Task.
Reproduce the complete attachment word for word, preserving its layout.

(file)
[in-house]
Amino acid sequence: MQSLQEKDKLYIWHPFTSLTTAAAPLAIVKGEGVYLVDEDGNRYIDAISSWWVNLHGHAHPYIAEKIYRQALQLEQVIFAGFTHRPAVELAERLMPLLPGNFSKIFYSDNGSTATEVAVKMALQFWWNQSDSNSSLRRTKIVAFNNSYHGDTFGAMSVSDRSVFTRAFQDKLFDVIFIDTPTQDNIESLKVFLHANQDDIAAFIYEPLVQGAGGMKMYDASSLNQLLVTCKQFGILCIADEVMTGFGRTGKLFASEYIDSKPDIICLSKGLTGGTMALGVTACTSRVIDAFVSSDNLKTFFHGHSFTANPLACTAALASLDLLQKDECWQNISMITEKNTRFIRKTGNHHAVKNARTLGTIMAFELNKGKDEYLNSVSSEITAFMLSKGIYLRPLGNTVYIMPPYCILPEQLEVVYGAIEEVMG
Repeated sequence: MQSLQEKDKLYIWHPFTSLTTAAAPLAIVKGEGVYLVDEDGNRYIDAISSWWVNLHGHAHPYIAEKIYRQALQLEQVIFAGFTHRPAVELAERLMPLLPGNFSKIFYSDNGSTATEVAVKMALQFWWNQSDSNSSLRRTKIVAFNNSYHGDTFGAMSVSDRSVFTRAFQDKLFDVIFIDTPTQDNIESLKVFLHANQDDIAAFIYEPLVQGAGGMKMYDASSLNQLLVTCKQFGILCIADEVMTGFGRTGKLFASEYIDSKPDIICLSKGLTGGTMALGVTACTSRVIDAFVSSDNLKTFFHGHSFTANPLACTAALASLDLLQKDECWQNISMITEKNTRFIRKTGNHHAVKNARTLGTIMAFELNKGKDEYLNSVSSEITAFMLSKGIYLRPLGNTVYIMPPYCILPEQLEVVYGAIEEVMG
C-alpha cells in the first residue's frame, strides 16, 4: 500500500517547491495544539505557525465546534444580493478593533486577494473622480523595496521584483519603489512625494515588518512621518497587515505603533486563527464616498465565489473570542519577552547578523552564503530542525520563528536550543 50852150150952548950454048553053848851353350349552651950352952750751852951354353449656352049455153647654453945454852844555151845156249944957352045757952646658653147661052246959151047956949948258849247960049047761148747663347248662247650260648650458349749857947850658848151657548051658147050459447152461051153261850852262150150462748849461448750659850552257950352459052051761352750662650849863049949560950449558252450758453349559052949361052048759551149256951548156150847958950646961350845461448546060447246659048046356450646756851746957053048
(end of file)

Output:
[in-house]
Amino acid sequence: MQSLQEKDKLYIWHPFTSLTTAAAPLAIVKGEGVYLVDEDGNRYIDAISSWWVNLHGHAHPYIAEKIYRQALQLEQVIFAGFTHRPAVELAERLMPLLPGNFSKIFYSDNGSTATEVAVKMALQFWWNQSDSNSSLRRTKIVAFNNSYHGDTFGAMSVSDRSVFTRAFQDKLFDVIFIDTPTQDNIESLKVFLHANQDDIAAFIYEPLVQGAGGMKMYDASSLNQLLVTCKQFGILCIADEVMTGFGRTGKLFASEYIDSKPDIICLSKGLTGGTMALGVTACTSRVIDAFVSSDNLKTFFHGHSFTANPLACTAALASLDLLQKDECWQNISMITEKNTRFIRKTGNHHAVKNARTLGTIMAFELNKGKDEYLNSVSSEITAFMLSKGIYLRPLGNTVYIMPPYCILPEQLEVVYGAIEEVMG
Repeated sequence: MQSLQEKDKLYIWHPFTSLTTAAAPLAIVKGEGVYLVDEDGNRYIDAISSWWVNLHGHAHPYIAEKIYRQALQLEQVIFAGFTHRPAVELAERLMPLLPGNFSKIFYSDNGSTATEVAVKMALQFWWNQSDSNSSLRRTKIVAFNNSYHGDTFGAMSVSDRSVFTRAFQDKLFDVIFIDTPTQDNIESLKVFLHANQDDIAAFIYEPLVQGAGGMKMYDASSLNQLLVTCKQFGILCIADEVMTGFGRTGKLFASEYIDSKPDIICLSKGLTGGTMALGVTACTSRVIDAFVSSDNLKTFFHGHSFTANPLACTAALASLDLLQKDECWQNISMITEKNTRFIRKTGNHHAVKNARTLGTIMAFELNKGKDEYLNSVSSEITAFMLSKGIYLRPLGNTVYIMPPYCILPEQLEVVYGAIEEVMG
C-alpha cells in the first residue's frame, strides 16, 4: 500500500517547491495544539505557525465546534444580493478593533486577494473622480523595496521584483519603489512625494515588518512621518497587515505603533486563527464616498465565489473570542519577552547578523552564503530542525520563528536550543 50852150150952548950454048553053848851353350349552651950352952750751852951354353449656352049455153647654453945454852844555151845156249944957352045757952646658653147661052246959151047956949948258849247960049047761148747663347248662247650260648650458349749857947850658848151657548051658147050459447152461051153261850852262150150462748849461448750659850552257950352459052051761352750662650849863049949560950449558252450758453349559052949361052048759551149256951548156150847958950646961350845461448546060447246659048046356450646756851746957053048